The Holiday Letter and Why It Must Die
WG and I are back from our trip to his relatives. I feel like I have to strip off chainmail, drop the battle ax on the floor, un-hunch my shoulders, unbuckle the bucklers, to slump into the couch and try to recover. If I step into the shower I'm sure blood will run down the drain, not all of it mine.
His family is the sort where I wish I could hire a black actor to pose as WG's gay lover and leave their heads spinning.
WG's mom is not well, but I'll leave that for another post when I'm less physically and emotionally wrung out. Everyone I owe comments and emails to, I'm sorry. I'll get to it as soon as I can. It's taken two days to remember that I don't have to defend everything WG and I do, second-guess every smile, attempt to read through the pleasant bullshit and the occasional harsh comments like stabs in the back.
Which brings us to the holiday letter. I have the one from WG's sister in hand.
The holiday letter is already a bad idea. First, a letter is meant to be personal. Sending a xeroxed copy to 900 of your closest friends and relatives means that you can't tailor it to your audience. The holiday letter therefore is by necessity tiresome and bland.
Second, the fact that it's a holiday
letter forces one to include only happy, upbeat news. This wrings the letter dry of anything your friends and family actually want to hear (how you really are) and replaces it with a layer of falsehood as phony as a wild west storefront. Everyone is left either rolling their eyes or reading between the lines.
Third, the need for approval from part of your audience (mom and dad, Aunt Mabel?) causes one to puff it up with all the accomplishments of your family, i.e., bragging. We're back to that problem of audience again. What's appropriate and pleasing to Aunt Mabel is noisome and irritating to your best friend from high school.
Fourth, and this is what happened to WG's sister this year: how do you write a light and superficial account of a bad year? The year your mother started chemotherapy that didn't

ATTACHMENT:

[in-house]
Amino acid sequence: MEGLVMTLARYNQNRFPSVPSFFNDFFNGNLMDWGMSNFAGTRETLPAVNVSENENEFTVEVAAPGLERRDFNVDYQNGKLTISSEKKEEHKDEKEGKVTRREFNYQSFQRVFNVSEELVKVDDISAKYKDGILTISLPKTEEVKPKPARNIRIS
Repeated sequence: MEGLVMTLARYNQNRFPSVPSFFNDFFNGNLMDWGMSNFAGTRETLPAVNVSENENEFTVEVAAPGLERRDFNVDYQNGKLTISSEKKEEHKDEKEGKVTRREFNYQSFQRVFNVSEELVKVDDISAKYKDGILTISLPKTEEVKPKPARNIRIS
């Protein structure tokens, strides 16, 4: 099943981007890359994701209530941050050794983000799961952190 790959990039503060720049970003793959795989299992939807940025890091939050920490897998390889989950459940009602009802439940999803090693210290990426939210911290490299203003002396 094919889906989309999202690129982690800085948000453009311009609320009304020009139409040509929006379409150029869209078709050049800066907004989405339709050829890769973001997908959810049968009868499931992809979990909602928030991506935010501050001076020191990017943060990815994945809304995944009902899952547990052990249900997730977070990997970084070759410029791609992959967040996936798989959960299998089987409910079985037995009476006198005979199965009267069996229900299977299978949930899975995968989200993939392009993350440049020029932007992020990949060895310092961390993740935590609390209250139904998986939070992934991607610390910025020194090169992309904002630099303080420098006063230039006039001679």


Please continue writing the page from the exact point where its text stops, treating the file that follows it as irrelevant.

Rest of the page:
take and you're at the end of your rope? The year your daughter finished college but now has to struggle with barista jobs while she finds work? The year your son did nothing noteworthy, is in a career path that isn't brag-worthy, and your husband edged one step closer to retirement because he needs more time to keep you from falling apart?
The smart person skips the holiday letter that year. The foolish attempt to gerrymander the facts and end up with a steaming tower of bullshit. Allow me to read a few choice bits (Icarus shoves glasses up the bridge of her nose):
Their daughter has "launched herself into the working world" and is "sending out resumes while holding down three part-time jobs, including coffee barista (but not at Starbucks!)."
Their son is in his third year of college learning construction management and "loves life."
Her husband made a big change with the goal to "allow more time to pursue life and liberty (and golf)."
She (remember, end of her rope?) is "still staying off the streets" while working at the paper. "Somebody needs to get the news out."
Not word one about anything real.
I ask you all to please, don't do the horrible holiday letter. But if you must, save your dignity and skip the bad years. Those poor little facts can't stretch that far. Your best friend from high school, tormented as she's been by years of your bragging, can tell.
P.S. On the back of ours she wrote how great it was to have us over (like hell...) and how much she enjoyed their gift basket (she hated it, we could tell). No wonder WG's bullshit detector works so well.
Appendix one: ( The full text of that letter, for those who are interested or are fortunate to never have received one and don't know what I mean: )